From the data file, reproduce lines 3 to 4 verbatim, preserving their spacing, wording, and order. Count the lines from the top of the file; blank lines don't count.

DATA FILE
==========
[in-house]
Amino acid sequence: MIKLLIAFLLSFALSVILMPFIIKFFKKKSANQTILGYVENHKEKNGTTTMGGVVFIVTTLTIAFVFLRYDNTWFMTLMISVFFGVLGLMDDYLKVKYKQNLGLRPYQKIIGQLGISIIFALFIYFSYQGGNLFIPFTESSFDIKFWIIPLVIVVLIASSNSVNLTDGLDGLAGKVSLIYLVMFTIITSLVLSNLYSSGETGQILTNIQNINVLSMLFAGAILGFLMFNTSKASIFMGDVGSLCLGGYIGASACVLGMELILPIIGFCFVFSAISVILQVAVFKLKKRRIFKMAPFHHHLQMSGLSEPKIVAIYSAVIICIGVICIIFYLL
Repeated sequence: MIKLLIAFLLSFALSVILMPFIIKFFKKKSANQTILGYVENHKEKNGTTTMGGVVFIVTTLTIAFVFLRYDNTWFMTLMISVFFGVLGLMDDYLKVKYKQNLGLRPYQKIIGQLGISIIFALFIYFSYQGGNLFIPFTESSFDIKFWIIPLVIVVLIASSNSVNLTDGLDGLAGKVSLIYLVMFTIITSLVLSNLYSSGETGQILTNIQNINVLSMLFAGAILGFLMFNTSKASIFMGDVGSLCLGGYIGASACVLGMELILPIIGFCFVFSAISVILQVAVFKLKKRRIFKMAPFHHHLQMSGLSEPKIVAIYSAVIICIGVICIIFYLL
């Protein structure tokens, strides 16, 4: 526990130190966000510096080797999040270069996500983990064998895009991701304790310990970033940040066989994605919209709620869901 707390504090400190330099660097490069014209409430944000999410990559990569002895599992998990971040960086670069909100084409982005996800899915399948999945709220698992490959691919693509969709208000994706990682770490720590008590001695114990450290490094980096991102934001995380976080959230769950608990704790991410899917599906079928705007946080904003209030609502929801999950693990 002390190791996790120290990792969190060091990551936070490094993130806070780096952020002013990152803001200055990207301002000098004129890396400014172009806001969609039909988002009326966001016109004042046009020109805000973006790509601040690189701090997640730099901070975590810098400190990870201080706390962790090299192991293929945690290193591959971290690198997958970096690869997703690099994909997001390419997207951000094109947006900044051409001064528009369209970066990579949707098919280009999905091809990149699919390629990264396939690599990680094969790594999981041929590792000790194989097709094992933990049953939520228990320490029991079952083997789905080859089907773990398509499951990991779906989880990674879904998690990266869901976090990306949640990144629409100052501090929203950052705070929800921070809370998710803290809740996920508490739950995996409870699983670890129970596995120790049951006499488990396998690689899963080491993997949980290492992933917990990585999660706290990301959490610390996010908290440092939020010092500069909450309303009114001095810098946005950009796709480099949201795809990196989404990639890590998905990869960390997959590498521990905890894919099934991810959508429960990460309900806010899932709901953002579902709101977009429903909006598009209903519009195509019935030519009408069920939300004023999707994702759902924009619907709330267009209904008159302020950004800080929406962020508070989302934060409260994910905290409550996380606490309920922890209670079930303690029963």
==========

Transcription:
Repeated sequence: MIKLLIAFLLSFALSVILMPFIIKFFKKKSANQTILGYVENHKEKNGTTTMGGVVFIVTTLTIAFVFLRYDNTWFMTLMISVFFGVLGLMDDYLKVKYKQNLGLRPYQKIIGQLGISIIFALFIYFSYQGGNLFIPFTESSFDIKFWIIPLVIVVLIASSNSVNLTDGLDGLAGKVSLIYLVMFTIITSLVLSNLYSSGETGQILTNIQNINVLSMLFAGAILGFLMFNTSKASIFMGDVGSLCLGGYIGASACVLGMELILPIIGFCFVFSAISVILQVAVFKLKKRRIFKMAPFHHHLQMSGLSEPKIVAIYSAVIICIGVICIIFYLL
């Protein structure tokens, strides 16, 4: 526990130190966000510096080797999040270069996500983990064998895009991701304790310990970033940040066989994605919209709620869901 707390504090400190330099660097490069014209409430944000999410990559990569002895599992998990971040960086670069909100084409982005996800899915399948999945709220698992490959691919693509969709208000994706990682770490720590008590001695114990450290490094980096991102934001995380976080959230769950608990704790991410899917599906079928705007946080904003209030609502929801999950693990 002390190791996790120290990792969190060091990551936070490094993130806070780096952020002013990152803001200055990207301002000098004129890396400014172009806001969609039909988002009326966001016109004042046009020109805000973006790509601040690189701090997640730099901070975590810098400190990870201080706390962790090299192991293929945690290193591959971290690198997958970096690869997703690099994909997001390419997207951000094109947006900044051409001064528009369209970066990579949707098919280009999905091809990149699919390629990264396939690599990680094969790594999981041929590792000790194989097709094992933990049953939520228990320490029991079952083997789905080859089907773990398509499951990991779906989880990674879904998690990266869901976090990306949640990144629409100052501090929203950052705070929800921070809370998710803290809740996920508490739950995996409870699983670890129970596995120790049951006499488990396998690689899963080491993997949980290492992933917990990585999660706290990301959490610390996010908290440092939020010092500069909450309303009114001095810098946005950009796709480099949201795809990196989404990639890590998905990869960390997959590498521990905890894919099934991810959508429960990460309900806010899932709901953002579902709101977009429903909006598009209903519009195509019935030519009408069920939300004023999707994702759902924009619907709330267009209904008159302020950004800080929406962020508070989302934060409260994910905290409550996380606490309920922890209670079930303690029963």